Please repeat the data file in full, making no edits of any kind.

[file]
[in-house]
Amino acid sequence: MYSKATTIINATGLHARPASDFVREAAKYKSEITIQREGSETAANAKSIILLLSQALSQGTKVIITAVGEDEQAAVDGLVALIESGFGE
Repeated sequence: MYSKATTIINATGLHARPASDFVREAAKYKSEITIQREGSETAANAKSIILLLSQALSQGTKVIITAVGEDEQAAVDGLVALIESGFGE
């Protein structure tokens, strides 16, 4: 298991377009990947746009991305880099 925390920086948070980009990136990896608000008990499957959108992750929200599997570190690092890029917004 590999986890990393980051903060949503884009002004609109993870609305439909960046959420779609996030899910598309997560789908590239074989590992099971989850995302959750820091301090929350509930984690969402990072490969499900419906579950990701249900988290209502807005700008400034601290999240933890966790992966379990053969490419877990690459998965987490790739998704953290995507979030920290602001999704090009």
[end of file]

[in-house]
Amino acid sequence: MYSKATTIINATGLHARPASDFVREAAKYKSEITIQREGSETAANAKSIILLLSQALSQGTKVIITAVGEDEQAAVDGLVALIESGFGE
Repeated sequence: MYSKATTIINATGLHARPASDFVREAAKYKSEITIQREGSETAANAKSIILLLSQALSQGTKVIITAVGEDEQAAVDGLVALIESGFGE
């Protein structure tokens, strides 16, 4: 298991377009990947746009991305880099 925390920086948070980009990136990896608000008990499957959108992750929200599997570190690092890029917004 590999986890990393980051903060949503884009002004609109993870609305439909960046959420779609996030899910598309997560789908590239074989590992099971989850995302959750820091301090929350509930984690969402990072490969499900419906579950990701249900988290209502807005700008400034601290999240933890966790992966379990053969490419877990690459998965987490790739998704953290995507979030920290602001999704090009």